Too early season's greetings

Want to share your Moho work? Post it here.

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Too early season's greetings

Post by slowtiger » Thu Dec 08, 2011 11:51 pm

Did this in 2 days mostly in TVPaint, but composed and did all the slow animations (clock, bottle pop) in AS. All sound effects recorded and done by myself.
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Post by sbtamu » Fri Dec 09, 2011 12:17 am

Great short slowtiger.

May I ask you you recorded the fireworks? They are real crisp and clear.
Sorry for bad animation
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Post by Maestral » Fri Dec 09, 2011 1:11 am


Excellent one!

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Post by lwaxana » Fri Dec 09, 2011 3:00 am

Appealing concept and the character animation looks great!
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Post by neeters_guy » Fri Dec 09, 2011 3:02 am

Thumbs up! 8)
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Tips about sound

Post by slowtiger » Fri Dec 09, 2011 11:14 am

I recorded the fireworks last silvester with a Zoom H4n ( which costs about 300.- € here. Eats batteries like mad, but the sound is great.

All other sounds were recorded with an SPL Nugget ( ... 5_PI_D.pdf) which I got for 350.- € at a sale years ago. The mic goes into a Behringer Ultragain MIC 2000 mic preamp (about 150.- €) and into my Mac from there. This is still low class equipment, but doesn't sound cheap in any way. I do my own music, and occasionally voice recording here as well, and this equipment already produces a good enough studio sound.

The trick with soundtracks is to create atmosphere. In this case the continuous fireworks masks all imperfections and noise from other sounds. Additionally I sent all room effects through a room reverb simulation which gives them a feeling of really "being there". The clock was a drumkit which I pitched + 2 octaves. The wallpaper coming down was made with a piece of stiff wrapping paper, slid along a shelf and then crumbled. Recording and trimming done in Audacity, arranging and mix in Logic.

Even with cheap equipment or found sounds from the net you can do a lot.
1. Get your levels right. Record loud enough without any clipping. After that, normalise everything.
2. Trim your sounds. Remove any excess noise before and after. Apply a fade in and out if necessary.
3. Filter. Often you'll have a hum or grumble in a sound FX you need to get rid of. Or you need to enhance an otherwise dull sound.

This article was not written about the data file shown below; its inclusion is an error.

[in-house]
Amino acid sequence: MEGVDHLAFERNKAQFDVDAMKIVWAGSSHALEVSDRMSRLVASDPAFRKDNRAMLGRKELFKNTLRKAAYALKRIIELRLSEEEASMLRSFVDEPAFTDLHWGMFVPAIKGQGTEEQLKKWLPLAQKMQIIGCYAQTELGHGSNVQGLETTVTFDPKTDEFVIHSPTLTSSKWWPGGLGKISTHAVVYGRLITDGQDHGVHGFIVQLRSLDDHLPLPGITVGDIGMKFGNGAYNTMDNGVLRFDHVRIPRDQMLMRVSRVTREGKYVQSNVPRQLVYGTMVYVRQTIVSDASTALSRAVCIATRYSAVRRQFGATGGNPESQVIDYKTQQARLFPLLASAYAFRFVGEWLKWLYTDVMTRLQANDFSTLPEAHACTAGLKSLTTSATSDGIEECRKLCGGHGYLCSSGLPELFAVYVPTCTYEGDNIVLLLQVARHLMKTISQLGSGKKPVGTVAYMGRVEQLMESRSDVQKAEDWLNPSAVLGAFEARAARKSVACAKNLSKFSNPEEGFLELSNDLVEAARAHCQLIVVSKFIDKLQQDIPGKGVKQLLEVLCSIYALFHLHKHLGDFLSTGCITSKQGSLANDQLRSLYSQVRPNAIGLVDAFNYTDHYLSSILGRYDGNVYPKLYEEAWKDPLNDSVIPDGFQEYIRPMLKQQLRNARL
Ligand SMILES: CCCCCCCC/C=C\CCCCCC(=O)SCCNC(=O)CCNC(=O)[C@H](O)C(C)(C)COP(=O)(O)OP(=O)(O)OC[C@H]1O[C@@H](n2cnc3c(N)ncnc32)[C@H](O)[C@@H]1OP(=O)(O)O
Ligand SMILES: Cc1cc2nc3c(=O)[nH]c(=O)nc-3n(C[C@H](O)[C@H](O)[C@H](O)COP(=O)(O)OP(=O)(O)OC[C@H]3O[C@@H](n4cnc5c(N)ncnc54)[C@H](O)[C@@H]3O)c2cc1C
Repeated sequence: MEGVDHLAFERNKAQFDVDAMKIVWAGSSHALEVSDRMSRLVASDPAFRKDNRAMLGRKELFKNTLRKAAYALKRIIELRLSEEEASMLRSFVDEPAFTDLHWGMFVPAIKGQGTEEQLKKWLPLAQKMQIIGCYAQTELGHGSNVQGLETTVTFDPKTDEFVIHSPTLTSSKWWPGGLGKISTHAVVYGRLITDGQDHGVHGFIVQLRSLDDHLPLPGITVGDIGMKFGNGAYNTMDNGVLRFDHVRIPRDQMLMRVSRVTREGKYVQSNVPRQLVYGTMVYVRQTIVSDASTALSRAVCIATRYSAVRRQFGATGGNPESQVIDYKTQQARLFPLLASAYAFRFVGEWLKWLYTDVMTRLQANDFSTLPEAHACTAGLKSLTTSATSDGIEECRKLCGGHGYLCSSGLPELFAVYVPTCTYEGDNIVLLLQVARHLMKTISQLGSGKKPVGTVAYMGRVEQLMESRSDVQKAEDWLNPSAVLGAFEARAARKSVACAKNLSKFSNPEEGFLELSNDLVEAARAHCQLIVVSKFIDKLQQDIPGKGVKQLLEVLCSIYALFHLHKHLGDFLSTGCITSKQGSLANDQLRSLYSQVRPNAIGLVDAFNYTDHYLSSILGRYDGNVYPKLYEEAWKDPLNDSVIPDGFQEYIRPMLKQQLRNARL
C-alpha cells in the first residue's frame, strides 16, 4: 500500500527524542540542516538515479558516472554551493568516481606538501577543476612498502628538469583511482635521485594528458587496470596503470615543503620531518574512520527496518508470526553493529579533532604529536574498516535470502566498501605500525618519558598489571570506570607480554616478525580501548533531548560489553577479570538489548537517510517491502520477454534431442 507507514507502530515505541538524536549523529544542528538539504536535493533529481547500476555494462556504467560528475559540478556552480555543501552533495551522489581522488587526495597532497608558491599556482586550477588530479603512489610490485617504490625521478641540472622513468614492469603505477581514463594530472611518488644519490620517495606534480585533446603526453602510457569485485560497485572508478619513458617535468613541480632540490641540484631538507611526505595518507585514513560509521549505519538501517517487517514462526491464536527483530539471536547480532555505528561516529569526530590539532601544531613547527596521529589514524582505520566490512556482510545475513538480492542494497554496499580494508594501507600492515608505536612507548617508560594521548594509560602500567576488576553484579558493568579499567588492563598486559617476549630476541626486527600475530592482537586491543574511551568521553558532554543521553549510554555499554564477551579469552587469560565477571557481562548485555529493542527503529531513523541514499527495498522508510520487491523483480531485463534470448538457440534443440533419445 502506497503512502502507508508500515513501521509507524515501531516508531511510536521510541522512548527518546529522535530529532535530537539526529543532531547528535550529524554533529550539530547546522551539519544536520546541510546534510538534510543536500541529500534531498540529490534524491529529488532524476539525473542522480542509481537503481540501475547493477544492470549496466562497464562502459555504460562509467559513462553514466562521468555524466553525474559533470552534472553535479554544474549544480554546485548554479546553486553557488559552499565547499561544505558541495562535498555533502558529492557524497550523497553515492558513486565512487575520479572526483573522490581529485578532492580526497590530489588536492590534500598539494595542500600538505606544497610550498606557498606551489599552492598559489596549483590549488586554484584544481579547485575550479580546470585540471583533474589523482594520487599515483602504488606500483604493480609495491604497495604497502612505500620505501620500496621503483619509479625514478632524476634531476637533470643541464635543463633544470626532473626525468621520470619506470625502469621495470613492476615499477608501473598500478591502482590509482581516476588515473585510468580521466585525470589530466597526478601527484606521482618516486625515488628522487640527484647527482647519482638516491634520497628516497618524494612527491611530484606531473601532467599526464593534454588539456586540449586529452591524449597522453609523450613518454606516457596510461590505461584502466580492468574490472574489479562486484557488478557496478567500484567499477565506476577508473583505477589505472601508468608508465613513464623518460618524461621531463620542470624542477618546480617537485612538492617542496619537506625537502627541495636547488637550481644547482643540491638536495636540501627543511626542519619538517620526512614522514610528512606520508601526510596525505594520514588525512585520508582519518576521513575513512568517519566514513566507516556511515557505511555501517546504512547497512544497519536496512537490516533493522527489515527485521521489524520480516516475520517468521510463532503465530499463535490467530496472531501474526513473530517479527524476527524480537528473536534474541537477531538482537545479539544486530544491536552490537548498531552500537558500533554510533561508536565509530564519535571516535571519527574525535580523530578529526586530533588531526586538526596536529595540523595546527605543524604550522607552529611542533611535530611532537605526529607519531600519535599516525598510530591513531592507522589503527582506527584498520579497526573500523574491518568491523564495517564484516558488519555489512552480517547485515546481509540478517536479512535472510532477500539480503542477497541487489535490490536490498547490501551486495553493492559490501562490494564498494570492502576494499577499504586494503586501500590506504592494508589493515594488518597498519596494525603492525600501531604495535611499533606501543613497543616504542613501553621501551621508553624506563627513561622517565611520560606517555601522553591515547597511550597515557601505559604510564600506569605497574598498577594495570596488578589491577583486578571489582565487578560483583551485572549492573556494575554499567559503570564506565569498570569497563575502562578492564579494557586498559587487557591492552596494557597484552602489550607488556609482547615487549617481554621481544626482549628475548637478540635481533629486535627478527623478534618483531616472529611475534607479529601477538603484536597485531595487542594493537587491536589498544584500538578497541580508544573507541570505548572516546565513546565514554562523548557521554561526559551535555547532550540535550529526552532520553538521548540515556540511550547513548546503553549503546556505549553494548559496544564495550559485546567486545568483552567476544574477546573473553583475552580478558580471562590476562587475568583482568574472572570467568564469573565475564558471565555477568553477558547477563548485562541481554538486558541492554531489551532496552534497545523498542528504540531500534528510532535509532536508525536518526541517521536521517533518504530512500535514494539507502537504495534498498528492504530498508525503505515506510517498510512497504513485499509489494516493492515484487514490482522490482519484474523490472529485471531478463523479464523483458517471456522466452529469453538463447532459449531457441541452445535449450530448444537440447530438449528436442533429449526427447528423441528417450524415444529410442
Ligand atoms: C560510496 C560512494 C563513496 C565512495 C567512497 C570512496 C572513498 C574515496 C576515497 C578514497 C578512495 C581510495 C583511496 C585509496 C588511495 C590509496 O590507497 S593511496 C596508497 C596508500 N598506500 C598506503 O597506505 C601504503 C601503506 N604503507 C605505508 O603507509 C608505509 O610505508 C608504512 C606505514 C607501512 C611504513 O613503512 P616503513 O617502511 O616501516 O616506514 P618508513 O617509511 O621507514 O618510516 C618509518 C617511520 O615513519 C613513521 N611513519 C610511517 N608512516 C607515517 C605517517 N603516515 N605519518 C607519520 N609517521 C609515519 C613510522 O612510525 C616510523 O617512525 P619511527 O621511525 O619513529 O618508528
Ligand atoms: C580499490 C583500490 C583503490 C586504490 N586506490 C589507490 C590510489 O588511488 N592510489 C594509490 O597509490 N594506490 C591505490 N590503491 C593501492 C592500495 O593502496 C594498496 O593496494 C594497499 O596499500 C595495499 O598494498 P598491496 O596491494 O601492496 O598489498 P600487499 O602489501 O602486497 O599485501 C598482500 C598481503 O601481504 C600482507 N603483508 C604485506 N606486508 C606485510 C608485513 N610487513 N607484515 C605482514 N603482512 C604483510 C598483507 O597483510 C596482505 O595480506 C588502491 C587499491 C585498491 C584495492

This is all done in preparing the separate sounds. In the mix, you do:
4. Level and filter. Don't overdo it. Often a small sound in the background does more to the scene than a prominent effect. Sometimes reducing frequencies is better than just fade down the volume. Spread your frequencies so different sounds will have different hot spots.
5. Avoid complete silence unless it's a story point: between scenes, or after some gag.
6. Create atmosphere instead of unrelated sound FX.
7. Create a feeling of room. Use delay and reverb, but not uniformly. Example: dialogue tracks don't need as much reverb as a ticking clock in the background. Imagine the distance of each sound from the camera and build from that: near = loud and less room, far = soft and more room.
8. Make the sound style fit your animation style. Example: experimental animation from the 60's often has soundbits brutally chopped off, which perfectly complements the jerky animation.
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Post by jahnocli » Fri Dec 09, 2011 12:42 pm

Nicely done.
You can't have everything. Where would you put it?
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Post by J. Baker » Fri Dec 09, 2011 1:12 pm

Nice work slowtiger! ;)
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Post by kphgraphics » Mon Dec 12, 2011 8:34 am

Very nice, love your style.
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Post by uddhava » Tue Dec 13, 2011 9:52 pm

Nice animation. Posted really early, but that's a lot better than posting it too late.

Thanks for the information about your recording equipment and how to use sound nicely in animations. I have the Zoom H2 which is not so fancy, but has good built in mics.

I will watch this again at new years.

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